Does your dog play with toys?
What makes a good dog toy? One which squeaks? One which rolls? One which can be retrieved? One which can be torn apart? Your dog may answer yes to all of these but you, the dog owner, may think differently. Perhaps you would like a toy that can’t be ripped apart? One which doesn’t roll under the sofa and get stuck there? One that is not too expensive?
Some dogs like all toys but these dogs are rare. Most dogs have one or two favourites, getting excited every time they are produced. Other toys are played with once or twice, then ignored. Most dogs find a new toy fascinating – for a little while. This can make it tricky for owners to know which toys to buy, which to give to their dog when left alone and which to use when interacting and playing with their dog.
Science is now shedding light on playtime in dogs. Summed up recently in an ABC post and published in full in Animal Cognition, researchers have examined how dogs use toys, giving us vital clues in canine toy use.
Some finding include:
- dogs enjoy novelty in toys, immediately attracted to anything new, including a new toy. This interest may or may not be short-lived.
- dogs tend to like those toys that can be ripped apart, those that squeak or those that taste of food, possibly mimicking the predator experience.
- dog toys should be soft and easily manipulated by your dog but should not be able to be torn apart
- dogs lose interest quickly in toys that are hard or those that make no sound
- dogs also lose interest in many toys over time and this does not depend on the smell, sound, colour or texture of the toy. More like familiarity breeds content.
- Owner involvement in play added to the dog’s enjoyment of the toys.
Much of this may appear like common sense to the dog owner who is attuned to their dog’s behaviour and pleasures in life. For many owners, however, this research will make a huge difference to their understanding of dog play.
To help your dog get the most of his toys, I suggest that you:
- Purchase as many toys as you can as dogs love novelty but ensure that you rotate them around, as this will ensure your dog retains interest.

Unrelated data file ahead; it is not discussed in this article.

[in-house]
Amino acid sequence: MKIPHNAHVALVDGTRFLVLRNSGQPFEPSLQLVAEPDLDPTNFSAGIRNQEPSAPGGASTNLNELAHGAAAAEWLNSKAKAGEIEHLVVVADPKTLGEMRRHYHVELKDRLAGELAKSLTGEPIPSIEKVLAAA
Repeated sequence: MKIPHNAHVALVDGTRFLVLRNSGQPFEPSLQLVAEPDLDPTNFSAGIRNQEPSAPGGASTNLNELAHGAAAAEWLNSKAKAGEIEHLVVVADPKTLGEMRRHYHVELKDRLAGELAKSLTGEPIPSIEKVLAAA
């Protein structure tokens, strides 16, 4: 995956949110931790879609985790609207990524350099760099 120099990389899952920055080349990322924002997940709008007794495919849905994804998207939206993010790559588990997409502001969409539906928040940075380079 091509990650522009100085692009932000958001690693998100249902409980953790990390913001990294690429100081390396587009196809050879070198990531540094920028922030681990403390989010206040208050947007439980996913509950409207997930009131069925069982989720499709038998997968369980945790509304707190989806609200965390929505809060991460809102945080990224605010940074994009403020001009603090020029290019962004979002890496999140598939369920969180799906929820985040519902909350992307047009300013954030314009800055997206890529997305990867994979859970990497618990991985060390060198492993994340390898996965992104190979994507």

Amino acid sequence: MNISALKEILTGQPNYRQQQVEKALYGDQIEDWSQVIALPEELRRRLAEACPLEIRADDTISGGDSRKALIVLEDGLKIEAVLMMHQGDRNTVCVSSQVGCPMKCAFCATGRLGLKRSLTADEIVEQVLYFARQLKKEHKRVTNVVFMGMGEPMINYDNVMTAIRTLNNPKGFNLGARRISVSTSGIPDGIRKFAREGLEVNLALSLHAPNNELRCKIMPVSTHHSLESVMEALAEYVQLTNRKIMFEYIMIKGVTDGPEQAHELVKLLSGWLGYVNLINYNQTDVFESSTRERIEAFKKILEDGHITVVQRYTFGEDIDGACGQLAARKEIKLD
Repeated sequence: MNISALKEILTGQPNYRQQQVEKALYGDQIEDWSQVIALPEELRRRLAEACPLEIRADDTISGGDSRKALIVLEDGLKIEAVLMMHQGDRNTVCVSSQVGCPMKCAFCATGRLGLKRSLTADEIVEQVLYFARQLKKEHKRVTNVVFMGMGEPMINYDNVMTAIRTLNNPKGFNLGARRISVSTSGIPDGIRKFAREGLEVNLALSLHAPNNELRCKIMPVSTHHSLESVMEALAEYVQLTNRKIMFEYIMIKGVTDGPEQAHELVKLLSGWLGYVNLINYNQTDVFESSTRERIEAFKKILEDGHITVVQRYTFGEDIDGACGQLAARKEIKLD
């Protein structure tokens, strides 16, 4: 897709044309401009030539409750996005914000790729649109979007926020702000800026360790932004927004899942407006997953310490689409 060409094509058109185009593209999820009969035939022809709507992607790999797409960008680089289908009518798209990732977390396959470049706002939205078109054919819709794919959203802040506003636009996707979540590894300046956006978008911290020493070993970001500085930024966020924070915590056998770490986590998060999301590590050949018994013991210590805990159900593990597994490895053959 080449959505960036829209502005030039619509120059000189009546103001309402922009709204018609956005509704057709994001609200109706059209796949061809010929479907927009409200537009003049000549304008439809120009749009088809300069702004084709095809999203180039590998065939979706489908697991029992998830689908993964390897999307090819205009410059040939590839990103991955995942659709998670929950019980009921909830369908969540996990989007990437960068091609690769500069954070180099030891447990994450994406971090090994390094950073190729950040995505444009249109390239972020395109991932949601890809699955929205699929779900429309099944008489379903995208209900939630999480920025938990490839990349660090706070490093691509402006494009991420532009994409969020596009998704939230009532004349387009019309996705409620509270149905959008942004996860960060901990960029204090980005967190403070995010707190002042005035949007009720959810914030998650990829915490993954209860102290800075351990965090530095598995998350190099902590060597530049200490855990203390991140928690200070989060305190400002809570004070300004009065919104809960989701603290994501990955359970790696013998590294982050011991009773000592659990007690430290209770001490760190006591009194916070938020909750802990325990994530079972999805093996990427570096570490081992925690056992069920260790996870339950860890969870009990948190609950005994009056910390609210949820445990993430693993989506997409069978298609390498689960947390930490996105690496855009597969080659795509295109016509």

- Let your do play with soft (as durable as possible) and/or squeaky toys but supervise their play and remove the toy if it is ripped apart.
- Leave your dog with toys that are durable. Treat balls are perfect for this. Alone, they may not interest a dog (as most are hard to chew) but with treats inside, they are a winner for occupying your dog when alone.
- if your dog loves toys and you have small children, you will need to supervise both. Having readily recognisable dog toys eg. treat balls, may be essential to prevent crossover of toys between canines and little humans.
- Those toys that your dog does not appear to like, do not discard but produce less frequently and only for short periods of time. Even if your dog loses interest within 30 seconds, they are probably glad of the novelty value every now and again.
- When your dog is not interested in a particular toy (or any toys at all), make them exciting by introducing a game with the toy. Play with it yourself or with a human friend and get your dog interested. Then allow them to play for a short time before removing the toy. Produce again after a day or so.
- If your dog refuses to give up a toy, swap it for something equally or more exciting – their dinner, a tasty treat, another toy.
- Remember that your dog loves interaction with you so play with your dog and their toys, in addition to those times that you leave your dog alone to play.